Accounting Bachelor's students are required to take 150 credit hours of undergraduate learning (including B.A./or B.S. degree). This means that a typical 120-hour undergraduate degree is not quite enough to sit for the CPA exam. Students will need to find 30 more credit hours to meet the states certification requirement. This typically means about 10 more classes to take. Students can easily fulfill this CPA course requirement through an accounting certificate program at a community college or through distance learning. An additional requirement is that 42 of these semester hours (or equivalent quarter hours) must be taken in the areas of accounting, auditing, and related subjects. In order to be eligible to sit for the CPA exam, the applicant must have their B.A./B.S. or be in a position to complete their B.A. or B.S. within 60 days of the test.


Source: Vermont Society of CPAs

After the 150 hours of study, 42 of which must be in accounting by Vermont standards, the Uniform CPA exam itself requires a 75% or better. There are four distinct parts of the test, Auditing & Attestation (AUD), Financial Accounting & Reporting (FAR), Regulation (REG), Business Environment & Concepts (BEC). These are aimed at determining the test taker's acuity in the most important elements of the profession. Each section is weighted differently per test that is administered and students must receive an average of 75% when measured as a whole. After passing the uniform CPA exam, applicants must show 12 months of continuous experience being employed in a public accounting setting. This year must include 500 hours of attest, of which no less than 200 hours must be related to the audit function. Future CPA licensees must also complete a course of study in professional ethics for accountants that acceptable to the Vermont Board of Public Accountancy.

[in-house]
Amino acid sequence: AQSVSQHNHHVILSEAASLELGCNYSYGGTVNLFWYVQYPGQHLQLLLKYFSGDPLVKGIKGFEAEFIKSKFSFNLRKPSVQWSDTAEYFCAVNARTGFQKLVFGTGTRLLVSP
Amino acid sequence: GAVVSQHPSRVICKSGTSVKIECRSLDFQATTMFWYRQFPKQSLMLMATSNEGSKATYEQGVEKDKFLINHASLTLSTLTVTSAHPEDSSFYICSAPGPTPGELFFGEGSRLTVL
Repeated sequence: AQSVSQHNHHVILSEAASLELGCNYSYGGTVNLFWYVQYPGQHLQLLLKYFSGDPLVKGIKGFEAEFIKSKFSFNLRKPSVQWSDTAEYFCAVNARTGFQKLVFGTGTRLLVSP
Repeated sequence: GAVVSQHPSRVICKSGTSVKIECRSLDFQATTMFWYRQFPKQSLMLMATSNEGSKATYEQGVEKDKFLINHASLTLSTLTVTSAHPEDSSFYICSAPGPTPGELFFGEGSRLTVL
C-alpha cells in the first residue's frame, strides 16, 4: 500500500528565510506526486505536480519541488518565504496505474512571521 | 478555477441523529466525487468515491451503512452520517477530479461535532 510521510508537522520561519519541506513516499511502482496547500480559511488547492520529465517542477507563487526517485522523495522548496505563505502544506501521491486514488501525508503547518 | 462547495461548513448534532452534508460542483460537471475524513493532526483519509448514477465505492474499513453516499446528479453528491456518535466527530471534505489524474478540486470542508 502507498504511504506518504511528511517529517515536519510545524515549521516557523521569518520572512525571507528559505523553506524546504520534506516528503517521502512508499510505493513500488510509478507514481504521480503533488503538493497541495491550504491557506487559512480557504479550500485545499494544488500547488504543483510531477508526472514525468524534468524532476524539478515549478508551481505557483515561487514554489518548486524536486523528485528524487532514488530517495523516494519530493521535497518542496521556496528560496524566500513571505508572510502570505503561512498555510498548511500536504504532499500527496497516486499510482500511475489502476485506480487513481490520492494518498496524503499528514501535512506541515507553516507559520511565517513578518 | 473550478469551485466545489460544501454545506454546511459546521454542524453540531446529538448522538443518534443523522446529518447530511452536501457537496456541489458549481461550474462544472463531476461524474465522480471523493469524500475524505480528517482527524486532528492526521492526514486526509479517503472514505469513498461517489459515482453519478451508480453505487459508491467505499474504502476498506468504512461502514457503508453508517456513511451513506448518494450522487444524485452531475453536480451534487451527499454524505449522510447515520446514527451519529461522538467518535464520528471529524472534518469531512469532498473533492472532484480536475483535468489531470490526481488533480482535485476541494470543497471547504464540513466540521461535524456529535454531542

Source: BLS data

As for keeping the CPA License, the biannual renewal date is July 31, on odd years (2019, ‘21, ‘23 etc). The renewal consists of mainly maintaining active reporting of Continued Professional Education efforts. The CPE reporting period is from 8/1 to 7/31 (odd years), meaning that CPAs can report their progress at any time throughout the two years. They must complete 80 hours in those two years, and 4 of these hours must be specifically in ethics. Unique to Vermont, CPAs here must also complete 8 credit hours in Accounting and Auditing. Those CPAs who are also instructors of accounting can receive half credit for coursework they teach. Instructors can also receive quarter credit for the time they use to create educational publications in accounting. Credit for instructors means both presentation and preparation for CPAs in Vermont. Repeat instruction is only accepted if the material is substantially changed by the instructor. Vermont Board of Accountancy only accepts whole hours, not partial hour credits. One semester as a student in college or university equals hour equals 15 CPE hours.


You may not be rich as an Accountant in Vermont, but we guarantee you will be happy. Burlington, Vermont is home to the University of Vermont and is a vibrant, diverse city beautifully situated on Lake Champlain. Arts, culture and a growing economy, Burlington will not disappoint. The average Accountant makes $50,910 in base annual salary according to the crowdsource salary database, Payscale (August/2018).

Source: BLS data